Consumer interest in American black walnut (juglans nigra) is holding steady as lumber suppliers interviewed by Woodshop News have either experienced an increase in sales during the last year or have seen no change at all. But all tend to agree that the unique growing patterns of the species makes its availability unpredictable and, in turn, make it difficult to gauge just how popular it really is.
Walnut sales are active at Yoder Lumber in Millersburg, Ohio, for instance. Company president Melvin Yoder says this reflects current consumer preferences for darker wood hues and woodworkers’ appreciation of the wood’s working properties.
“It’s a softer wood than oak. It machines really well. A lot of people like it for that. The dark color, once it is finished, has a high-quality look that people want in their homes,” says Yoder.
Availability hasn’t been too much of a problem for him, but he does notice the species is not as readily available as other prominent hardwoods.
“Walnut typically grows in the Eastern Mid-Atlantic and Midwest regions of the country. It requires more moisture than other species, so it grows more in the lower-lying areas. A lot of it can be found in Ohio, Kentucky, Indiana, Illinois and Iowa.”
Peter Sieling, of Garreson Lumber Co. in Bath, N.Y., says walnut sells out shortly after he gets a supply. He believes he would sell more if he could get more.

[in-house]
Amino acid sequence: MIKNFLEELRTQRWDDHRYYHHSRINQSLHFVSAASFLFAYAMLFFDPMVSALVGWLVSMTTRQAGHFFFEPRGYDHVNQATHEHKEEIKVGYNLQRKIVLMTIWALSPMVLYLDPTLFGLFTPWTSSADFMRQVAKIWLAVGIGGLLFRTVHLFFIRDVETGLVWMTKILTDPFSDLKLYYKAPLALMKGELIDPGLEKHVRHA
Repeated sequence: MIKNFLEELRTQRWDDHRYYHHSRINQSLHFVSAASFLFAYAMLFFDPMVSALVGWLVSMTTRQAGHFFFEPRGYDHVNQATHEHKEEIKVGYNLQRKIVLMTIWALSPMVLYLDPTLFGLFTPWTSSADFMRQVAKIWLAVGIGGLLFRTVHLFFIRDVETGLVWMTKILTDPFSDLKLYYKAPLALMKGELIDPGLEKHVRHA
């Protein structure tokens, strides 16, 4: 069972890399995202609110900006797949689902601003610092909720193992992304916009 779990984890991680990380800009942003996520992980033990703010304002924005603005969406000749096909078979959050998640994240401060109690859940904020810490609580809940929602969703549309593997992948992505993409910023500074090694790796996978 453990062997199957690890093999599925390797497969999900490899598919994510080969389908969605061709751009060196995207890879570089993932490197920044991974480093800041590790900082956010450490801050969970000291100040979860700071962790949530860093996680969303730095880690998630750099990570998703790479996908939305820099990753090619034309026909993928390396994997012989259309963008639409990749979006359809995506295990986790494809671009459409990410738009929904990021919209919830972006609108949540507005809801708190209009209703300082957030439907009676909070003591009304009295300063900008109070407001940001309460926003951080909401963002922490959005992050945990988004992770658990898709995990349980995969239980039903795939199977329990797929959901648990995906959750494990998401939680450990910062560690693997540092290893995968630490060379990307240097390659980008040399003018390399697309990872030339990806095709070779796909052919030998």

“Walnut doesn’t grow in big stands, so it’s harder to get large quantities of it. So mills that are dealing with large quantities a lot of times don’t work with walnut other than when it accidentally shows up,” says Sieling.
“But I feel like people are using it more now than they were in the past because it is a pretty wood. It’s just hard to get because it doesn’t grow like a whole forest of maple does. Usually walnut grows in people’s yards or stream beds where there’s real deep soil.”
Chris Calvert, owner of Yukon Lumber Co. in Norfolk, Va., says walnut is being specified more for commercial projects.
“Right now we’re seeing a lot of it used for lots of restaurants. Some wanted rustic walnut so we took the sappy and the knotty out of the uppers. We’ve seen it pick up as an accent piece for countertops and tables and that kind of thing, but as far as flooring goes, not a whole lot. I think the trend goes in spurts. I think the TV media has a lot to do with it when people watch home-and-garden channels.”
This article originally appeared in the November 2012 issue.